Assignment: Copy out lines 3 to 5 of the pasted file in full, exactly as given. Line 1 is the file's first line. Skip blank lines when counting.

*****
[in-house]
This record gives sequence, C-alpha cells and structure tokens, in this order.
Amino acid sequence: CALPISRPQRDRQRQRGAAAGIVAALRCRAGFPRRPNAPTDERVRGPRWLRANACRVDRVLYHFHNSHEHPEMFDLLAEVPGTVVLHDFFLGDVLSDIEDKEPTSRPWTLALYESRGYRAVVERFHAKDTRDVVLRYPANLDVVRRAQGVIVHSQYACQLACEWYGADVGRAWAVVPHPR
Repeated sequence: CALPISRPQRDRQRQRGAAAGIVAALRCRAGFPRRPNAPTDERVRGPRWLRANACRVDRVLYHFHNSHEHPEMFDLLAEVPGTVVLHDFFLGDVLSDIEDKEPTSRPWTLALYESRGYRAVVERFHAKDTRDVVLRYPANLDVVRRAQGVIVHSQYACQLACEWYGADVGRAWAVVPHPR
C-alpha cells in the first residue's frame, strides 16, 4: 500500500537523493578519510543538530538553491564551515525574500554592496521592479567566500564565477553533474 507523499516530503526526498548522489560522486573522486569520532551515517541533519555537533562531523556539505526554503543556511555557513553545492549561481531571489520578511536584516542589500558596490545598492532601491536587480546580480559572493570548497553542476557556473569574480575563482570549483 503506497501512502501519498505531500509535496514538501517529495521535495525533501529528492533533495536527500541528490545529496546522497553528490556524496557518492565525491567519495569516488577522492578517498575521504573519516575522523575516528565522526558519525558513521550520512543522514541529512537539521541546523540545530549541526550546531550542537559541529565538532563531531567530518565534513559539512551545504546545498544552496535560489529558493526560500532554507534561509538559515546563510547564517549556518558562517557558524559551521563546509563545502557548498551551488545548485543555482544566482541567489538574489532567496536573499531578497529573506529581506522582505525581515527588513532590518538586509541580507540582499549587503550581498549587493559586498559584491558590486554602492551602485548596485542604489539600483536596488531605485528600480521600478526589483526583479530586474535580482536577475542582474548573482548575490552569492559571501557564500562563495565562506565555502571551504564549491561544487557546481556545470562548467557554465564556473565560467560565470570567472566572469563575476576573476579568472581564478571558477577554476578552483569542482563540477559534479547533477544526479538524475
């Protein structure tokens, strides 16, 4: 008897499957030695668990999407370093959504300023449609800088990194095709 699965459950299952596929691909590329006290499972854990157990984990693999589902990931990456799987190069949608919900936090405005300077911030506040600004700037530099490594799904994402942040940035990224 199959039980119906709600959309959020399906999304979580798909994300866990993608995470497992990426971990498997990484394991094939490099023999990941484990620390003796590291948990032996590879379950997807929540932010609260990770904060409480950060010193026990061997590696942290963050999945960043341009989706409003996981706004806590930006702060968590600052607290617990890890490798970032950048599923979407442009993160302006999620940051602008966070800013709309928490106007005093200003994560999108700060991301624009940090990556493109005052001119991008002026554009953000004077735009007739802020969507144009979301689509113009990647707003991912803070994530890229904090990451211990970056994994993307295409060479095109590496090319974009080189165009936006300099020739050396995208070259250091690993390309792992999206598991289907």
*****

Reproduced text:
Amino acid sequence: CALPISRPQRDRQRQRGAAAGIVAALRCRAGFPRRPNAPTDERVRGPRWLRANACRVDRVLYHFHNSHEHPEMFDLLAEVPGTVVLHDFFLGDVLSDIEDKEPTSRPWTLALYESRGYRAVVERFHAKDTRDVVLRYPANLDVVRRAQGVIVHSQYACQLACEWYGADVGRAWAVVPHPR
Repeated sequence: CALPISRPQRDRQRQRGAAAGIVAALRCRAGFPRRPNAPTDERVRGPRWLRANACRVDRVLYHFHNSHEHPEMFDLLAEVPGTVVLHDFFLGDVLSDIEDKEPTSRPWTLALYESRGYRAVVERFHAKDTRDVVLRYPANLDVVRRAQGVIVHSQYACQLACEWYGADVGRAWAVVPHPR
C-alpha cells in the first residue's frame, strides 16, 4: 500500500537523493578519510543538530538553491564551515525574500554592496521592479567566500564565477553533474 507523499516530503526526498548522489560522486573522486569520532551515517541533519555537533562531523556539505526554503543556511555557513553545492549561481531571489520578511536584516542589500558596490545598492532601491536587480546580480559572493570548497553542476557556473569574480575563482570549483 503506497501512502501519498505531500509535496514538501517529495521535495525533501529528492533533495536527500541528490545529496546522497553528490556524496557518492565525491567519495569516488577522492578517498575521504573519516575522523575516528565522526558519525558513521550520512543522514541529512537539521541546523540545530549541526550546531550542537559541529565538532563531531567530518565534513559539512551545504546545498544552496535560489529558493526560500532554507534561509538559515546563510547564517549556518558562517557558524559551521563546509563545502557548498551551488545548485543555482544566482541567489538574489532567496536573499531578497529573506529581506522582505525581515527588513532590518538586509541580507540582499549587503550581498549587493559586498559584491558590486554602492551602485548596485542604489539600483536596488531605485528600480521600478526589483526583479530586474535580482536577475542582474548573482548575490552569492559571501557564500562563495565562506565555502571551504564549491561544487557546481556545470562548467557554465564556473565560467560565470570567472566572469563575476576573476579568472581564478571558477577554476578552483569542482563540477559534479547533477544526479538524475